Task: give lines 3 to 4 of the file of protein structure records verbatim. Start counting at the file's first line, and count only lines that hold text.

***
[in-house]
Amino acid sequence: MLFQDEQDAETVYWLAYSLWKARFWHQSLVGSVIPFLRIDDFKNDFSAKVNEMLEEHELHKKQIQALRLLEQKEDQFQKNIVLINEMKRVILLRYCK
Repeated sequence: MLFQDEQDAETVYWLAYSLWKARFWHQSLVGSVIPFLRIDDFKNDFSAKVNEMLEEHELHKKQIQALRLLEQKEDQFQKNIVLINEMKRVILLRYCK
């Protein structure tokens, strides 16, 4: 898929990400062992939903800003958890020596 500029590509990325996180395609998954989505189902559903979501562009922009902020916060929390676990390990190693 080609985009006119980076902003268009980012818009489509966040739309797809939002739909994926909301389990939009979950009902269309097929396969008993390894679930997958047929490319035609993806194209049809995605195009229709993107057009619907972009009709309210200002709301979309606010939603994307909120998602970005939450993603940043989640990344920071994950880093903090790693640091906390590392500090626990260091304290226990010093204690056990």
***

Repeated sequence: MLFQDEQDAETVYWLAYSLWKARFWHQSLVGSVIPFLRIDDFKNDFSAKVNEMLEEHELHKKQIQALRLLEQKEDQFQKNIVLINEMKRVILLRYCK
């Protein structure tokens, strides 16, 4: 898929990400062992939903800003958890020596 500029590509990325996180395609998954989505189902559903979501562009922009902020916060929390676990390990190693 080609985009006119980076902003268009980012818009489509966040739309797809939002739909994926909301389990939009979950009902269309097929396969008993390894679930997958047929490319035609993806194209049809995605195009229709993107057009619907972009009709309210200002709301979309606010939603994307909120998602970005939450993603940043989640990344920071994950880093903090790693640091906390590392500090626990260091304290226990010093204690056990």